Like a cyclo-cross start or motor racing grid, the best 20 placed riders will start on the front, with the yellow jersey in a kind of pole position. The other riders in the peloton will be positioned in four other groups spread across a 70-metre section of road at kilometre zero.
ASO have opted for the innovative start grid because stage 17, from Bagnères-de-Luchon - Saint-Lary-Soulan (Col de Portet), is just 65km long and includes three major climbs. It is the shortest road race stage in the modern Tour de France, making positioning in the peloton vital. The kilometre zero grid is expected to be on the lower slopes of the Col de Peyresourde.
"We will only use it that day," Thierry Gouvenou, the technical director of ASO told Marca. "We believe that with such a short stage the tension can be cut with a knife and that this start formula will accentuate this situation."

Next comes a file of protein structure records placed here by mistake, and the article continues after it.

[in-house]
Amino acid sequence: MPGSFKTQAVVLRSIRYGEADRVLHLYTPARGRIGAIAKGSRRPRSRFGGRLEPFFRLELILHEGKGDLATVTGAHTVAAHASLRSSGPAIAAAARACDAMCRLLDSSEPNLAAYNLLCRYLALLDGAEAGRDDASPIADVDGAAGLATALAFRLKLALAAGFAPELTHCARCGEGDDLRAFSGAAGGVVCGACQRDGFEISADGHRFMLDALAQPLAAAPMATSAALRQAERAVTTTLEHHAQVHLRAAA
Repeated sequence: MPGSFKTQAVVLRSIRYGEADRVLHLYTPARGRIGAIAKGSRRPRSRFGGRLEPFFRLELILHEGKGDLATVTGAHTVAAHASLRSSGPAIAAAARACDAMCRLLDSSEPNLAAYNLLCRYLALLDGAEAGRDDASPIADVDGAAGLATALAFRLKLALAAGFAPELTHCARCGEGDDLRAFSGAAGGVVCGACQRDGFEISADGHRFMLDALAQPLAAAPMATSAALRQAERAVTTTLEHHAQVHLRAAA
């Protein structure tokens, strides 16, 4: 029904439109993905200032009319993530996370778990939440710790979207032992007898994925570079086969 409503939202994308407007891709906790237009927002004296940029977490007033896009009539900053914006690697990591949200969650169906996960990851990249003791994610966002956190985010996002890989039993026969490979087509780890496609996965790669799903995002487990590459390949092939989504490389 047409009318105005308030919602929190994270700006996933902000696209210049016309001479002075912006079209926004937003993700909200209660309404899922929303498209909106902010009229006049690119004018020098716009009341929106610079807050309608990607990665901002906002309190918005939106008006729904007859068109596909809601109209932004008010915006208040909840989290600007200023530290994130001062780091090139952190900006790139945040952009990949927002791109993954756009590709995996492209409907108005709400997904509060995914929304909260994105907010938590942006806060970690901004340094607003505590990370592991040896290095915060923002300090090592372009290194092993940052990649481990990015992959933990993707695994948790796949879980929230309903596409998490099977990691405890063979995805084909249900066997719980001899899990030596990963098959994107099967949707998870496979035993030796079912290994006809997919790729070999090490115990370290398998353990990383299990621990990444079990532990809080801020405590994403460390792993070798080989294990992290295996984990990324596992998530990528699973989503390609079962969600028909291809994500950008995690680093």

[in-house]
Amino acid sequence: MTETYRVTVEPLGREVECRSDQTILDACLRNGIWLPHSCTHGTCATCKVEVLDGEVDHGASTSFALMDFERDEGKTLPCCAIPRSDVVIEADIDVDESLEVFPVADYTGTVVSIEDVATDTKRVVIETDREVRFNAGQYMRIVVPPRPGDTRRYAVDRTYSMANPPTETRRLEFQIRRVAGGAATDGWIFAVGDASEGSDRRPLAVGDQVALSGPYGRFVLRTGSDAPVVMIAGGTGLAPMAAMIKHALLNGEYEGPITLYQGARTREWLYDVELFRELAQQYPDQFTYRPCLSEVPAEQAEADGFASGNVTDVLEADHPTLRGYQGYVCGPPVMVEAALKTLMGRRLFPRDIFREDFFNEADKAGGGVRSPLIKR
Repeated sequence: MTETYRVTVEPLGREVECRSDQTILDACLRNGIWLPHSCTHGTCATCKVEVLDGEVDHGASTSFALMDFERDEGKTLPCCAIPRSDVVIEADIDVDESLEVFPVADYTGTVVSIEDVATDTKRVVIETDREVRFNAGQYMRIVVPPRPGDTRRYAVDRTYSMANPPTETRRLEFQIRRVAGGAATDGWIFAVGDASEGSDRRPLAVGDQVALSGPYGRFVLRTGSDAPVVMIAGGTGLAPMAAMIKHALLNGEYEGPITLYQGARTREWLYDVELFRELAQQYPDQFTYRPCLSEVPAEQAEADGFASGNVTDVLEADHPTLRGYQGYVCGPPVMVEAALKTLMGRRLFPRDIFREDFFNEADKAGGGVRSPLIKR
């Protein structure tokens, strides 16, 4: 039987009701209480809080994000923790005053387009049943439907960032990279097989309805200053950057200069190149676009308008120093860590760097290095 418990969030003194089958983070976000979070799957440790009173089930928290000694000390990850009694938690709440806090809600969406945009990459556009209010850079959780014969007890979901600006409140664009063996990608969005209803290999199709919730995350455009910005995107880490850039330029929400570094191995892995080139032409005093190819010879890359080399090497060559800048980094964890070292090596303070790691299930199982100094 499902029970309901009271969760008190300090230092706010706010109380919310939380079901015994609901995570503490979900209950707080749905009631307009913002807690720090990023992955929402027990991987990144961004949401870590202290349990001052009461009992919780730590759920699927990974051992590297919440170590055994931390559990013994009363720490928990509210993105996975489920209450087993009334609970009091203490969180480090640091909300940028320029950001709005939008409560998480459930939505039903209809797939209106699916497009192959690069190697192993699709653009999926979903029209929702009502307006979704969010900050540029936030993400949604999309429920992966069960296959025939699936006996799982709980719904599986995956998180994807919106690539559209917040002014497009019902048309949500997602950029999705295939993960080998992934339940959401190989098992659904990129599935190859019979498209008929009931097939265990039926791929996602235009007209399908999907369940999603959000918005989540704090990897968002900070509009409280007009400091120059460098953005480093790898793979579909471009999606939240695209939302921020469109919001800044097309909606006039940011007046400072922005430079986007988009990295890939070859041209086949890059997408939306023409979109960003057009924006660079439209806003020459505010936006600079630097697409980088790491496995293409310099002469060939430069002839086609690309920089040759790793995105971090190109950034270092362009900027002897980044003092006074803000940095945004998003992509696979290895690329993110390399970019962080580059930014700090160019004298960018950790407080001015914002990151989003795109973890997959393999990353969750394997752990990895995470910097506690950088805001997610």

Just how race officials will control the peloton and ensure riders line-up in the right place remains to be seen, with team and riders convinced the grid start will have little effect on the race.
"I appreciate any effort to try to add something new to our sport, but honestly I do not know what to think about what they have proposed for the stage. At this point I don't have a lot to say," Movistar manager Eusebio Unzue told Marca.
Vincenzo Nibali's coach Paolo Slongo suggested the grid start could benefit strong squads like Team Sky, who could have several riders well placed at the head of the grid.
"I don't think it'll change things very much but if a leader attacked and had some teammates near them, then they could have some kind of advantage. Team Sky will no doubt have a strong team and could therefore gain a benefit."
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